The Arab League imposed unprecedented sanctions on Syria, including a freeze on financial assets in Arab countries and a travel ban on senior officials, after it failed to stop its crackdown on protesters.
The measures also will halt dealings with the Syrian central bank, Qatari Prime Minister Sheikh Hamad Bin Jasim Bin Jaber Al Thani told reporters yesterday in Cairo. The Arab League banned financial transactions and trade with the Syrian government, excluding basic commodities, he said. The measures were imposed after Syria refused to admit Arab observers.
President Bashar al-Assad, 46, is under economic and political pressure to end an eight-month crackdown against demonstrators, inspired by popular movements that toppled leaders in Tunisia, Egypt and Libya. The violence has moved the country closer to a civil war as military personnel defect and take up arms against the government.
“Sanctions may put more pressure on Assad, but he will continue his current crackdown as is unless something really big happens,” Paul Sullivan, a political scientist specializing in Middle East security at Georgetown University in Washington, said in an e-mailed response to questions. “It has all the indications of a fall into civil war.”
The United Nations estimates that at least 3,500 people have been killed since the start of the protests in mid-March. Thirty-one people were killed by security forces yesterday, al- Jazeera television reported, citing activists. Syrian soldiers opened fire on a family as they tried to enter Jordan late yesterday, the Jordan Times reported today, citing Rakan Majali, Jordan’s minister for media affairs.
Iraq, Lebanon Abstain
The economic sanctions are the first the Arab League has imposed on a member state since its formation in 1945. In 1979, the league suspended Egypt’s membership after President Anwar Sadat signed a peace agreement with Israel. It reinstated the North African nation in 1989.
Syrian neighbors Iraq and Lebanon abstained from voting on yesterday’s decision. The sanctions were drafted to target Syrian officials and aren’t intended to hurt the Syrian people, Sheikh Hamad said.
The opposition Syrian National Council posted a statement on its Facebook page calling the sanctions “a defeat for the Syrian regime and an important step to isolate it and stop the supplies that feed its criminal war against peaceful protesters.”
The imposition of the measures was “unprecedented,” Syrian state TV said after the decision was announced.
Chinese Foreign Ministry spokesman Hong Lei told reporters in Beijing today that “China believes that the Syrian issue should be solved within the framework of the Arab League” and didn’t say whether it would go along with the League sanctions.
Assad, who inherited power from his father in 2000, has moved to ease Syria’s economic isolation and encourage foreign investment. He had encouraged private industry in Syria’s state- dominated economy to provide long-term financing for development and economic reforms.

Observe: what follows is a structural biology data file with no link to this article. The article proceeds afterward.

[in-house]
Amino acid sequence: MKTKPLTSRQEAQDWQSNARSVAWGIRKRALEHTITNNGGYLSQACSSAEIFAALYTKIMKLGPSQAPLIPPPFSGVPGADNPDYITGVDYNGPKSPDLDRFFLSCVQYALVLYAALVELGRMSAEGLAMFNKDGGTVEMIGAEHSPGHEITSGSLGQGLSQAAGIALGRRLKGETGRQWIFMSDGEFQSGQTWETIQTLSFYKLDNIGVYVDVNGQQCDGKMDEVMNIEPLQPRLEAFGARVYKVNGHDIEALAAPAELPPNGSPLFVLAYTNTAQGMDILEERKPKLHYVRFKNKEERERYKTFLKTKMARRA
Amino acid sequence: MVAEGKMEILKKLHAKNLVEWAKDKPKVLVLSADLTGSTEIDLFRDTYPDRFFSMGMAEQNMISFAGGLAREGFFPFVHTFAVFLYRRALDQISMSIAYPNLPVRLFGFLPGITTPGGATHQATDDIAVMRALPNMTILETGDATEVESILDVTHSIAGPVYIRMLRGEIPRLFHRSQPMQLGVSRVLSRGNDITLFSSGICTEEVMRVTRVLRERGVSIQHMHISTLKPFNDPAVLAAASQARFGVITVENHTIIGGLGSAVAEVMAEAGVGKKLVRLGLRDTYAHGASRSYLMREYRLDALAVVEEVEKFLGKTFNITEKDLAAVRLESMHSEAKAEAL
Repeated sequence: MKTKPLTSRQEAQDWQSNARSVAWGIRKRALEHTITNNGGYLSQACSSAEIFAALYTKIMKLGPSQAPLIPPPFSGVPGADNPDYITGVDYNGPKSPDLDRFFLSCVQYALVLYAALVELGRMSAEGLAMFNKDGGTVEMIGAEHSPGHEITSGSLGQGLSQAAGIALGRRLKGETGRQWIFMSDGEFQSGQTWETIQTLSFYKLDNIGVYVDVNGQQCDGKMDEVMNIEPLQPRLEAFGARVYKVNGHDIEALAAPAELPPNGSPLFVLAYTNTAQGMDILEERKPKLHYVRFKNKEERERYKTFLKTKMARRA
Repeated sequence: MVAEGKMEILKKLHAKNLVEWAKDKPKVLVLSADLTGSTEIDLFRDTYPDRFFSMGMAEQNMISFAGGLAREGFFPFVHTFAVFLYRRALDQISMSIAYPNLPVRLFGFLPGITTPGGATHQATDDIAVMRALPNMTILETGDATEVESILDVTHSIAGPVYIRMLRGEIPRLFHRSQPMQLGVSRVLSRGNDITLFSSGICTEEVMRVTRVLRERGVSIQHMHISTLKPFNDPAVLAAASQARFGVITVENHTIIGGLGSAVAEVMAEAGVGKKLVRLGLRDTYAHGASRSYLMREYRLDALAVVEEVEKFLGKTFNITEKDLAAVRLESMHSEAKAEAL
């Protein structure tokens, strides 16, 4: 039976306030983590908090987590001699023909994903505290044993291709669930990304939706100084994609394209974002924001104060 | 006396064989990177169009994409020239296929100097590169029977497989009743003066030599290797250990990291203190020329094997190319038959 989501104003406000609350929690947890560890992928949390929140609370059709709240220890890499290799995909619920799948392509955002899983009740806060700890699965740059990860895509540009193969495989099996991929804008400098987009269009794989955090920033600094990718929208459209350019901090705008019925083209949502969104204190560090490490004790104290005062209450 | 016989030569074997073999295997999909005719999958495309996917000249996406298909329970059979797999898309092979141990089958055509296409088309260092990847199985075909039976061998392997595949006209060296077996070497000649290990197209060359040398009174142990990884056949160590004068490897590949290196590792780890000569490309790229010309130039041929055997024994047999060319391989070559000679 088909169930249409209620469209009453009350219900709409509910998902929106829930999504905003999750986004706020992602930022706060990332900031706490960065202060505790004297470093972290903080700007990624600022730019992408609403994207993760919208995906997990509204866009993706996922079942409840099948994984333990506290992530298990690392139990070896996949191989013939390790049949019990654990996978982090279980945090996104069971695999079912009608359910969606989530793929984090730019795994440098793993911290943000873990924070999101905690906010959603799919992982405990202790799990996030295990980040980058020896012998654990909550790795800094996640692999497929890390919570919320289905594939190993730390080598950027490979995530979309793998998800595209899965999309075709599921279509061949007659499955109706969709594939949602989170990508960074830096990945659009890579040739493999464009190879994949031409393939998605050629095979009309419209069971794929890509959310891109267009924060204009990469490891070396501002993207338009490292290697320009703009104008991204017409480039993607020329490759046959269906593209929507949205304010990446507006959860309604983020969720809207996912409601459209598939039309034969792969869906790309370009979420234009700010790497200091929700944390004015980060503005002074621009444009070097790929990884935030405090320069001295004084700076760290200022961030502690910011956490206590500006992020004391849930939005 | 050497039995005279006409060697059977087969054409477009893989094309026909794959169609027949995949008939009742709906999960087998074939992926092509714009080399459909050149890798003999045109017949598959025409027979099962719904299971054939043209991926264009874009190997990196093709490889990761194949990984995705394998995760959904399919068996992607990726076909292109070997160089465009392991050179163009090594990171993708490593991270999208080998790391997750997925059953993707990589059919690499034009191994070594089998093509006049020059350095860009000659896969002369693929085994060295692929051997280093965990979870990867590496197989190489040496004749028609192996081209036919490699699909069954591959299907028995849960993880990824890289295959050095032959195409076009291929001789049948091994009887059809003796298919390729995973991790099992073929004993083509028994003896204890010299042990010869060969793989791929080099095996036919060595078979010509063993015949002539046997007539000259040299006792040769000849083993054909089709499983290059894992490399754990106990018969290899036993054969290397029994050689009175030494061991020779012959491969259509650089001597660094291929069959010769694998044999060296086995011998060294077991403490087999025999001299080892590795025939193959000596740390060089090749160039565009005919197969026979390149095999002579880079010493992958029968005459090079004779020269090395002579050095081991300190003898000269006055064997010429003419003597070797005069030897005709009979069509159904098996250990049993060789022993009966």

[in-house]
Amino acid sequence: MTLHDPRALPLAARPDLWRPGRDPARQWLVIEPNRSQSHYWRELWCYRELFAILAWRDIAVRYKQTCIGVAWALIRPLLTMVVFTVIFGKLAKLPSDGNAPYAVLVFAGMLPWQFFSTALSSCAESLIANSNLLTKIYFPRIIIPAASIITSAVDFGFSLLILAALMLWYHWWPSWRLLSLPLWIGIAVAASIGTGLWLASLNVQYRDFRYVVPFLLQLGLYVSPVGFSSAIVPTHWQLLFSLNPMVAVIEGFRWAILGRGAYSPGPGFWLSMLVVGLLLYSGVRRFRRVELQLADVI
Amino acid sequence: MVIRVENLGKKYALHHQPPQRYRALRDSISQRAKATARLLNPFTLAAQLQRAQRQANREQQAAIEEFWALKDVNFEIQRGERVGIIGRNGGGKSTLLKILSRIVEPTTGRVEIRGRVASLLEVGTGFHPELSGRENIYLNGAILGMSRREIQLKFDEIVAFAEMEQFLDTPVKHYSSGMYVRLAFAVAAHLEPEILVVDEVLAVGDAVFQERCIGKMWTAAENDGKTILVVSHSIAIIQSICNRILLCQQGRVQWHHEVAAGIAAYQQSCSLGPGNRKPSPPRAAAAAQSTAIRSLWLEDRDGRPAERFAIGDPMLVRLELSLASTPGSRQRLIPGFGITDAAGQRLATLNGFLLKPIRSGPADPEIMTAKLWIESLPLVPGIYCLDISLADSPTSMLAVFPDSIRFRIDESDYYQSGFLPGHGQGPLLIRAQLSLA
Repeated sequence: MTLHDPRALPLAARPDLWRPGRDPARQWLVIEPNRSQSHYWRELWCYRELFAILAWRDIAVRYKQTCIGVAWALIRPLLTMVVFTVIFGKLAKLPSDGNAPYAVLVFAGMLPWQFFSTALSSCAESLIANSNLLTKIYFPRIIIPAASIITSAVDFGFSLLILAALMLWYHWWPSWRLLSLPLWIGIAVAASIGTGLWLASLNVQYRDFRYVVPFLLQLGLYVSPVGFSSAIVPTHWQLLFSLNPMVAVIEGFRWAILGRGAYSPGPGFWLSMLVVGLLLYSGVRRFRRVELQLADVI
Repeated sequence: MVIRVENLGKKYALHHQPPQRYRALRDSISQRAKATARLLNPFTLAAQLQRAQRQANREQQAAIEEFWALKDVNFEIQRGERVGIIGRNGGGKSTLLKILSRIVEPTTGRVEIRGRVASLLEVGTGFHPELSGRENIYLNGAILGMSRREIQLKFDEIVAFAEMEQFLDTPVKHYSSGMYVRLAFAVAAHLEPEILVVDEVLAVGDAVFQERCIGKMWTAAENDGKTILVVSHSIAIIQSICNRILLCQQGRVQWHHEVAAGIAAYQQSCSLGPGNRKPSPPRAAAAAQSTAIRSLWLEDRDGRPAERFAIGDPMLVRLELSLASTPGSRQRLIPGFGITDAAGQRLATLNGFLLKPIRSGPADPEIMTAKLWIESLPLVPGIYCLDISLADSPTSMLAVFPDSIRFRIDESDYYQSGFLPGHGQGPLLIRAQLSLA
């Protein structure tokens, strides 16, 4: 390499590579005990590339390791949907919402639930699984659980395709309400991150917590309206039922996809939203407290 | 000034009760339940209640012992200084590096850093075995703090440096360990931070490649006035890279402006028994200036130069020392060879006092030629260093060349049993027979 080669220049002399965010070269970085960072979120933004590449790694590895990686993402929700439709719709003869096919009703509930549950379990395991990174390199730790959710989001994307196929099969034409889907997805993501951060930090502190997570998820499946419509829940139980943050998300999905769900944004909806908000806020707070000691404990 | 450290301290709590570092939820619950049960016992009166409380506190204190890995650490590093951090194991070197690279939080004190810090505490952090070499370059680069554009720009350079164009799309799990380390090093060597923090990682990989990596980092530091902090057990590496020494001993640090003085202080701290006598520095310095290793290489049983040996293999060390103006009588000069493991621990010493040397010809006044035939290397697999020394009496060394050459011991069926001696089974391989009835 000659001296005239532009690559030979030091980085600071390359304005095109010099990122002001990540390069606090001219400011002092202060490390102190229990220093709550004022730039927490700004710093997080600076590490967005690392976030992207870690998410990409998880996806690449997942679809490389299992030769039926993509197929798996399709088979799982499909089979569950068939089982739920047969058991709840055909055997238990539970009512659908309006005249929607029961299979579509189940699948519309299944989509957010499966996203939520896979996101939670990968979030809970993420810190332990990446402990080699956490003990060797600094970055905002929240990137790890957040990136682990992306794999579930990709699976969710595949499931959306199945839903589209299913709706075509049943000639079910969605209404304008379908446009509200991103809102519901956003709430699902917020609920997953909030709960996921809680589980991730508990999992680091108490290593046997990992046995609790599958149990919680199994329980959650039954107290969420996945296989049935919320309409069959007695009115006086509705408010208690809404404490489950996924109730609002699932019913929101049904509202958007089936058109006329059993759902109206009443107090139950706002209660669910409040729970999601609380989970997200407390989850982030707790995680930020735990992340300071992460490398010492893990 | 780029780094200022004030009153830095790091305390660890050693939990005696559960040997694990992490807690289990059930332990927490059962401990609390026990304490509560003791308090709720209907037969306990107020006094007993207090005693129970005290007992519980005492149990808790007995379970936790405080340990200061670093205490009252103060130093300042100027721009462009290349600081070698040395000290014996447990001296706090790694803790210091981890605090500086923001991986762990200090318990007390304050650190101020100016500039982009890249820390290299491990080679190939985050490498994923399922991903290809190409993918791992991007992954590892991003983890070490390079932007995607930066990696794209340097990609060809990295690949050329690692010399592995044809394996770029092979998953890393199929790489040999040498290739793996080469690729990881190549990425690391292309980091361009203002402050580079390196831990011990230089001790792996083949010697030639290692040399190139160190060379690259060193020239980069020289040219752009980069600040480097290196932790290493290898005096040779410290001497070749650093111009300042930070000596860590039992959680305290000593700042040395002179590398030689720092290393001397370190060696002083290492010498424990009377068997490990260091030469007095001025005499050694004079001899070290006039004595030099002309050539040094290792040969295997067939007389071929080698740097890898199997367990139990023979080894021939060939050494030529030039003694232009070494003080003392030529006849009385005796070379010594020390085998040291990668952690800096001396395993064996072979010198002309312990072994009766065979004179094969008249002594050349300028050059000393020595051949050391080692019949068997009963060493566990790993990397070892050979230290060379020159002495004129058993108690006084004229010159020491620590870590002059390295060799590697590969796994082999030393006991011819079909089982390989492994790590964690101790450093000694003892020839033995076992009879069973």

“Syria is a trading nation and they are natural capitalists,” Andrew Tabler, a Syria analyst at the Washington Institute for Near East Policy, said in response to e-mailed questions. “The businessmen in that country will never tolerate being cut off to such a degree. This move will get the business elite off the fence and against the regime.”
Syria’s $60 billion economy, which expanded 5.5 percent in 2010, may shrink 2 percent this year, according to the International Monetary Fund.
Banque Saudi Fransi (BSFR), a Saudi lender part-owned by Credit Agricole SA, said on Nov. 26 that it will sell its 27 percent stake in bank Bemo Saudi Fransi Syria, citing “the financial risks” in the country.
The Arab League suspended Syria, a founding member, for its handling of the unrest about two weeks ago. It was the boldest action by the organization since its condemnation of Muammar Qaddafi’s repression of protests paved the way for the United Nations resolution in March authorizing a North Atlantic Treaty Organization campaign that ended after Qaddafi’s death.
Sectarian divisions in Syria, where the Alawite minority has ruled over a Sunni Muslim majority since the Assad dynasty took power in 1970, have come to underlie political tensions in the country. In 1982, Assad’s father crushed a rebellion led by Sunni militants in the city of Hama, killing at least 10,000 people according to estimates cited by Human Rights Watch.
“The Arab League also sees real trouble if Syria falls into a full civil war,” Sullivan said. “The closeness of Assad’s regime to Iran, and Iran’s support of them during this brutal time in Syria, worry and irritate many Sunni leaders in the region.”
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